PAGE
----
Thermoduric is very much on the radar of milk processors and purchasers. Dairy farmers need to be aware of this and take active steps to reduce the risk of Thermoduric compromising milk quality. Thermoduric Bacteria is a form of heat resistant bacteria and capable of surviving milk pasteurisation. Thermoduric needs to be monitored as it can compromise milk quality, namely reducing milk shelf life and compromising milk as a food ingredient. We are going to examine the risk posed by Thermoduric Bacteria and look at ways dairy farmers can reduce this risk through dairy hygiene practises.

Thermoduric Bacteria is an environmental bug, meaning they are ever present in the environment around the cow. It is soil borne so during the summer it resides in the soil and dust where the cows graze outside. While in winter, the bacteria are present in mucky fields and in certain types of bedding when the cows are housed indoors. The bacteria attach itself to the cow’s teat and enters the system during the milking process. It can then be transferred to the milking equipment and the bulk tank. Thermoduric is a clingy bacteria and will affix itself to any part of the milking equipment from cluster liners to milk deposits. As a result, farmers need to be extra vigilant with Thermoduric management and reduction.

To help farmers combat the threat of Thermoduric, we have devised a simple 3 step plan using the Fourtress products.

Step 1 Pre clean cows prior to applying clusters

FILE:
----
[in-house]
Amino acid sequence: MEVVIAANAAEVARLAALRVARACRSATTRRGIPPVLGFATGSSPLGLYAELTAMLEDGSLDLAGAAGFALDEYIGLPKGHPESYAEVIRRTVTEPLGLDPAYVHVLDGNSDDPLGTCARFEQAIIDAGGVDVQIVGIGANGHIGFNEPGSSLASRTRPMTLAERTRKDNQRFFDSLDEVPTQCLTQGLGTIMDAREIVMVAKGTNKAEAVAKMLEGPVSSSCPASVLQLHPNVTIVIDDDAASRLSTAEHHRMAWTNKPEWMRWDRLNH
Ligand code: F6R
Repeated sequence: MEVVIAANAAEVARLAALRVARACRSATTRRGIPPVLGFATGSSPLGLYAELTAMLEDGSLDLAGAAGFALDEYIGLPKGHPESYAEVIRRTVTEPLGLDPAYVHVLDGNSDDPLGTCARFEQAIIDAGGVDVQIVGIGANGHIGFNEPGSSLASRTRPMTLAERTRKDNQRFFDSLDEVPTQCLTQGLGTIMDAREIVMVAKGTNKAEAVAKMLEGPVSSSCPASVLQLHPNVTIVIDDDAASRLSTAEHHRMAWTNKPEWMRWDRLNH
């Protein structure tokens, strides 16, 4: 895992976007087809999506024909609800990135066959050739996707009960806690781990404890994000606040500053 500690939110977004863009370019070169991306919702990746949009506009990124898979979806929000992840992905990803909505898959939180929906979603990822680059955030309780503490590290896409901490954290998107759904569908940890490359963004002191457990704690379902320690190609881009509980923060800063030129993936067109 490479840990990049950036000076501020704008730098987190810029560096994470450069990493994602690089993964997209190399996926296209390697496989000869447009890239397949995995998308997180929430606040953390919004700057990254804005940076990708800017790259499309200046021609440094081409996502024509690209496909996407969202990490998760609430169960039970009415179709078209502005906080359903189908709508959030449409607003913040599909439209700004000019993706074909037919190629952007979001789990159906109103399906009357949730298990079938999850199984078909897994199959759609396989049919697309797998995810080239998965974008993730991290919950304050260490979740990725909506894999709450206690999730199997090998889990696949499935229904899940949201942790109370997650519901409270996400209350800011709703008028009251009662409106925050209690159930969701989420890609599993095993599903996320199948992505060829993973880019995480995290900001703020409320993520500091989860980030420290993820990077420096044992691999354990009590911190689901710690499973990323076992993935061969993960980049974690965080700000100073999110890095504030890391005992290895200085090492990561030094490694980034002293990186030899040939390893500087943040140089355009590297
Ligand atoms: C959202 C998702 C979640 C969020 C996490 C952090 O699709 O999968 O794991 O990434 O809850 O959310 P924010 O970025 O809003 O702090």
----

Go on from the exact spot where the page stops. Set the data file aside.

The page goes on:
This is a very simple yet effective step. It can be done in one of two ways depending on individual farmer practise:

  1. Pre-spray with DairyLac SA Pre & Post Spray and wipe the teats with a paper towel.
  2. Pre-cleanse teat with a Fourtress Udder Wipe.

The cleaning solution and the wiping motion are both required to remove this bug from the teats prior to the milking process.

Step 2 Perfect the wash routine

Farmers need to ensure that the detergent and descale products are being used at correct rates. If Thermoduric results are elevated, include an additional descale into the wash programme to assist this. It is vital to ensure that there are adequate hot water washes within the weekly routine, add in an extra hot wash if possible. We would recommend using DairyWash or DairyCIP (Chlorine Free) detergent with Descale Ultra. When Thermoduric bacteria enter the system, they will stick to anything from fats to lime scale to any cracks in rubberware. Therefore, it is very important to replace any old or worn rubberware and check that vacuum lines are clean.

Step 3 Sterilise and destabilise 

The final step is to use a steriliser, such as Clustersan, in the final rinse water of the wash. Peracetic Acid is the preferred chemical as it vaporises once it has served its purpose. It is a commonly used chemical in the food industry so it is of an exceptionally high grade. It will sterilise the system while destabilising any remaining bacteria.

By following these simple steps and using high quality products, farmers can lower the risk of Thermoduric Bacteria entering their milk supply. A high standard of dairy hygiene will help to improve milk quality thus benefiting animal health, milk processers and farmers.